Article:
Bob
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Old 12-28-2018, 11:45 AM   #30
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Originally Posted by uncle_bob View Post
Hi

....errrr ..... not so much. There are lots of threads on why this is a problem.

Once they both hit 13.7V and you get a slightly higher voltage on one (which you will) the current drops. When it drops past the set threshold, the converter will fold back into float mode and stay there.

The same voltage offset = current imbalance problem is an issue even without the fold back. If you want them both to do the job, you need to keep one in slave mode. It stays in constant current mode and simply duplicates the current delivered by the device that is set to 13.7V. If you take a look at how industrial power systems do this, they all work that way.

Bob
Like I said. Provide us the models of controllers that are having the problem you're stating along with the percentage of time lost to reach full charge. It would be great to have a list of these on the thread.

There's lots of assumptions being thrown around. Who's showing the evidence?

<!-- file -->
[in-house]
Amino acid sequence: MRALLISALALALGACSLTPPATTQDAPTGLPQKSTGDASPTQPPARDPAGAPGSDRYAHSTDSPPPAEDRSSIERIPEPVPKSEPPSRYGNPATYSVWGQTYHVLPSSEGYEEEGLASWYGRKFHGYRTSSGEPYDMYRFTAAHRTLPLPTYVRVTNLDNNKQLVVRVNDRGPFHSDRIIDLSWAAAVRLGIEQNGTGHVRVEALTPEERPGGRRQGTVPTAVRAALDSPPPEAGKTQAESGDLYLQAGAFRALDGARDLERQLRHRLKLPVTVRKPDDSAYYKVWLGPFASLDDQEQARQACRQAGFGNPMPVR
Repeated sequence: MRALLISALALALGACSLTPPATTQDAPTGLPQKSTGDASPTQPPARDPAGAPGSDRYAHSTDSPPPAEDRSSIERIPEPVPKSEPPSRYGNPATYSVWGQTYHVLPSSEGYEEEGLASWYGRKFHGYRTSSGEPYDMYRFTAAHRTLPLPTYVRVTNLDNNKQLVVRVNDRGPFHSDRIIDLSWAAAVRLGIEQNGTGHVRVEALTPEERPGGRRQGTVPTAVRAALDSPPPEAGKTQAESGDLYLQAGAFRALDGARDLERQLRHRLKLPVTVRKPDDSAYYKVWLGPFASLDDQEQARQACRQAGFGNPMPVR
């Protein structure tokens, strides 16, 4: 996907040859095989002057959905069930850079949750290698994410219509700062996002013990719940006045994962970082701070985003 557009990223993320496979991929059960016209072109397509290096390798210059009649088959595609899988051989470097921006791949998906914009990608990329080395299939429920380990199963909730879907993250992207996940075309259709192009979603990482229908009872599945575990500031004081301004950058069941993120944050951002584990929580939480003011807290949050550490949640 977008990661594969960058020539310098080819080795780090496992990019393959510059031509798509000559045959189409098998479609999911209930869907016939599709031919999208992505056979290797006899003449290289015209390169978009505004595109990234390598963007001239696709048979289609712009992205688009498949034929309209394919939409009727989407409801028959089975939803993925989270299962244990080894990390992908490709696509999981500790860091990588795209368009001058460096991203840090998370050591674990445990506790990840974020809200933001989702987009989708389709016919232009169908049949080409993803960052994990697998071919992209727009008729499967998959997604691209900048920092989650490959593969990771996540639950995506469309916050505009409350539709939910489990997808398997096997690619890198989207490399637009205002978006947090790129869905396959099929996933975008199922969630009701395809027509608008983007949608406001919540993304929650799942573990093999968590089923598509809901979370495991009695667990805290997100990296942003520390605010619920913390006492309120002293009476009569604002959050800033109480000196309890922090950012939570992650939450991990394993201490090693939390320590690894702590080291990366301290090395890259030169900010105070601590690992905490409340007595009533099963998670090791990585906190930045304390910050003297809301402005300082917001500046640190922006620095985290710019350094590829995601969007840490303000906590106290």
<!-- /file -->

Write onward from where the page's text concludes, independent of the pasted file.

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Old 12-29-2018, 10:59 AM   #31
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Hi

Every non-networked non-slaved controller out there has the problem. A list of "controllers with the problem" is simply a list of every controller made. There is no value in listing every controller on the market. The only ones that I know of that can be set up *not* to have the problem are the Victron units when run with a networking controller to slave them together. I'm sure there are others out there, but they have the same gotcha - you need the networking controller and the software in it to get things to work. That runs the price up.

Bob
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Old 12-29-2018, 03:02 PM   #32